I remember a time when being gay was almost “En Vogue,” sometimes applauded and showcased as some sort of a sexual trophy or prize. Now the shadowy, lesser-known transgendered community is starting to prominently place the capital “T” into the LGBT community.
For many of us, we might be saying, well, it’s about freakin’ time! In today’s media circus, we’re watching Caitlyn Jenner’s transformation into womanhood, the first transgendered house guest on TV’s Big Brother reality show and an ABC Family channel’s original series about the conflict of a teen’s acceptance of his Father’s journey into becoming a woman.
But I digress, way back when I was in school, even insinuating that you were gay was often the source of a brutal beating, along with daily ridicule, teasing and ignorant bullying from the vast majority of the mostly straight and more popular crowd. In Matthew Shepard’s case, he eventually died as a result of the beating he endured from the hands of his college-aged abusers almost twenty years ago now.
This not only sparked outrage, but also a nationwide debate about the nature of hate crimes and how those with differing sexuality were being mistreated and the degree that their tormentors were prosecuted. But fast forward to the twenty-first century and transgendered youth are so self-tortured by their sexuality and confusion about this important societal identity, they account for the highest number of young people attempting and succeeding at taking their own lives. Sadly, these suicidal figures are still being followed closely by younger gay men, lesbians and bisexuals.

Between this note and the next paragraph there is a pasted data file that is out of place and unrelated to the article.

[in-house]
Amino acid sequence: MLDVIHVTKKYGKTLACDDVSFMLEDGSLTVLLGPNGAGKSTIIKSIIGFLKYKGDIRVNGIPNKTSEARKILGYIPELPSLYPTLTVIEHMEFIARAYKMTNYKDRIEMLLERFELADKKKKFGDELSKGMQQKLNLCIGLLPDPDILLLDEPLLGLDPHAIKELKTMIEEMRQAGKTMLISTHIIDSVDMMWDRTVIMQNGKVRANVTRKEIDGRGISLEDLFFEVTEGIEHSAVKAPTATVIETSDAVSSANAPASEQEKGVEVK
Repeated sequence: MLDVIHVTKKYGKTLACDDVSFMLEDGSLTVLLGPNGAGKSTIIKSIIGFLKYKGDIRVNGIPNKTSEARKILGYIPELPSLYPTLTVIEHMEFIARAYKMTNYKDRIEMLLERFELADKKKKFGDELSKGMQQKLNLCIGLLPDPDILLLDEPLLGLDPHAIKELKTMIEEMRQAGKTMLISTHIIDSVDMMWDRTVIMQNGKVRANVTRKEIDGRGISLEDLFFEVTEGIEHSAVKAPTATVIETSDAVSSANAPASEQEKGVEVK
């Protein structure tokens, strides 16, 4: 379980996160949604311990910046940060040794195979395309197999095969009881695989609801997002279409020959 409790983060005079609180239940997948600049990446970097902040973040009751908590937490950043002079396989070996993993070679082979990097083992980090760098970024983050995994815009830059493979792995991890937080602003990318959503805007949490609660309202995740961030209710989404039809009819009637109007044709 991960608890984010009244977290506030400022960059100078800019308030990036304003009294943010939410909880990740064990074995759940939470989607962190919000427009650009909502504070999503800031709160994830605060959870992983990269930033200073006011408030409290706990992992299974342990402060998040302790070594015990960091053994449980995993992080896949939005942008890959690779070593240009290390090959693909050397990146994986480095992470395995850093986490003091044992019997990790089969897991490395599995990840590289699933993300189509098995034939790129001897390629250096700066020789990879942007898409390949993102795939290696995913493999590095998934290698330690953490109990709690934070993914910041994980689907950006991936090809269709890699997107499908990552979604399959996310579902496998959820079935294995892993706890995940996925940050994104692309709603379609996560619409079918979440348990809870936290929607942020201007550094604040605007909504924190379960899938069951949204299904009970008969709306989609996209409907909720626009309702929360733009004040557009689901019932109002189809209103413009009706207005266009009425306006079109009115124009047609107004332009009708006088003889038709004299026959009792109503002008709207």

As an older lesbian, I have watched and experienced a significant amount of change and acceptance over the last few decades. I can also make the obvious statement that I’m not overly fond of male genitalia. I’m not repulsed by it either, but at the same time, not particularly thrilled about it either.
But I can’t imagine the mental confusion I would have experienced if I was born with a fully functional penis. When I was young, I had enough societal pressure and trouble figuring out why I was attracted to girls instead of boys. And for those who are transgendered, going through puberty accompanied by raging hormones, they see themselves transforming into an incorrect gender. The overwhelming belief and an ever-present knowledge that they were actually born into this bullshit gender-specific body is a source of daily frustration, confusion and conflict shared by their equally young and perplexed gay counterparts.
I think I can sum it up this way … Many years ago I was playing billiards with an obviously straight couple in a gay bar when these night spots were mostly underground. While we were having a blast at the time, at some point I couldn’t help but ask, “You do realize this is a gay bar, correct?”
“Of course it is,” responded the male from the friendly twosome, “Straight bars are such a drag, everyone is so uptight and unaccepting.” I had to agree and we all noted that the LGBT community at large doesn’t really give a shit about your sexuality. We don’t give a rat’s ass if you’re gay or straight, black or white, Muslim or Methodist. If you’re a loving, kind and caring person, that’s what’s really important.
In this light, it seems as though society as a whole is also becoming more accepting and aware of various types of sexuality that may differ from our own. While members of the LGBT community only account for a very small percentage of the current population, the number of our friends and family continues to grow. They are also growing weary of the nonacceptance, ignorance and bigotry that we face daily and are happy to see some changes in society’s acceptance and perception of our struggles.
Does differing people’s trans-sexuality affect you in some way? Do you hate it or say hat’s off to these brave individuals for coming forward and sharing? What are your thoughts and concerns? Please contact us with your personal experiences.